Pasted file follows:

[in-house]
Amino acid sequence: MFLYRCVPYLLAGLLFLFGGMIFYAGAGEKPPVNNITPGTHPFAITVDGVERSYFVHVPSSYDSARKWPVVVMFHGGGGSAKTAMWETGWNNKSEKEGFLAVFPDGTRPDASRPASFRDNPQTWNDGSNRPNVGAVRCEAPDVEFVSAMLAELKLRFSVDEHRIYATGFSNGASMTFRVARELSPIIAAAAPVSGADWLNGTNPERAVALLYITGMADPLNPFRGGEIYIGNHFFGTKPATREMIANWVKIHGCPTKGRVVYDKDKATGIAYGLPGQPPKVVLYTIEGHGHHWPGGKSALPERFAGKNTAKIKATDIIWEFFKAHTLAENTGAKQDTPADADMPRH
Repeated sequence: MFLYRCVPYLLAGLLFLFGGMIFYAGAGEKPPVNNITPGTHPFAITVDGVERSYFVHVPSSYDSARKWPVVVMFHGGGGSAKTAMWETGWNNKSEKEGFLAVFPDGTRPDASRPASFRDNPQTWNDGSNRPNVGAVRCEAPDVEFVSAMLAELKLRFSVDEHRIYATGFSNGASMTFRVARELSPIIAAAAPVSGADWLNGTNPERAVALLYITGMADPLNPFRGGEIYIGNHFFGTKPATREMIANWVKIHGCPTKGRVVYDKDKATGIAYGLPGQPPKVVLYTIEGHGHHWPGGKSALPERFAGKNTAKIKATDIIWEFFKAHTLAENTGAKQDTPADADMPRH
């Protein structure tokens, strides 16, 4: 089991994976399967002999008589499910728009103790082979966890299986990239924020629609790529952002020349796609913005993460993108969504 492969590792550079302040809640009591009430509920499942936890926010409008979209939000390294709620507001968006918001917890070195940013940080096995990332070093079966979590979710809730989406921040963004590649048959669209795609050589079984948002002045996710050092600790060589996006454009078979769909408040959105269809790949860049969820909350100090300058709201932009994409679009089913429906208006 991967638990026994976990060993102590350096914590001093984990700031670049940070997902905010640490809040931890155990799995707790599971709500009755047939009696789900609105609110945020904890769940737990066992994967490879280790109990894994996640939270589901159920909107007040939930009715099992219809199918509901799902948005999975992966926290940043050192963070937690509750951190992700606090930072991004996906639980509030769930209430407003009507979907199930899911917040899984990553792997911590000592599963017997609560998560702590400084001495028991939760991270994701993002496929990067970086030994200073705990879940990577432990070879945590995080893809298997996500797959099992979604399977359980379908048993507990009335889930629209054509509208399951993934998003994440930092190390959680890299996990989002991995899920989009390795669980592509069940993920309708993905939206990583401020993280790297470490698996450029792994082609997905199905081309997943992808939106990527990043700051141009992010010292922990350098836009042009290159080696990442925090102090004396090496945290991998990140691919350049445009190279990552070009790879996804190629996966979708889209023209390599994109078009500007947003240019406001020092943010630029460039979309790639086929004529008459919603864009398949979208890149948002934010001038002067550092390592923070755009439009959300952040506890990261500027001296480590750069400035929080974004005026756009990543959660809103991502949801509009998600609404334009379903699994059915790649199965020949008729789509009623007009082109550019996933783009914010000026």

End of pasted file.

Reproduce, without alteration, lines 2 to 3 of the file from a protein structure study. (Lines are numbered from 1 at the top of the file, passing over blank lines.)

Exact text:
Amino acid sequence: MFLYRCVPYLLAGLLFLFGGMIFYAGAGEKPPVNNITPGTHPFAITVDGVERSYFVHVPSSYDSARKWPVVVMFHGGGGSAKTAMWETGWNNKSEKEGFLAVFPDGTRPDASRPASFRDNPQTWNDGSNRPNVGAVRCEAPDVEFVSAMLAELKLRFSVDEHRIYATGFSNGASMTFRVARELSPIIAAAAPVSGADWLNGTNPERAVALLYITGMADPLNPFRGGEIYIGNHFFGTKPATREMIANWVKIHGCPTKGRVVYDKDKATGIAYGLPGQPPKVVLYTIEGHGHHWPGGKSALPERFAGKNTAKIKATDIIWEFFKAHTLAENTGAKQDTPADADMPRH
Repeated sequence: MFLYRCVPYLLAGLLFLFGGMIFYAGAGEKPPVNNITPGTHPFAITVDGVERSYFVHVPSSYDSARKWPVVVMFHGGGGSAKTAMWETGWNNKSEKEGFLAVFPDGTRPDASRPASFRDNPQTWNDGSNRPNVGAVRCEAPDVEFVSAMLAELKLRFSVDEHRIYATGFSNGASMTFRVARELSPIIAAAAPVSGADWLNGTNPERAVALLYITGMADPLNPFRGGEIYIGNHFFGTKPATREMIANWVKIHGCPTKGRVVYDKDKATGIAYGLPGQPPKVVLYTIEGHGHHWPGGKSALPERFAGKNTAKIKATDIIWEFFKAHTLAENTGAKQDTPADADMPRH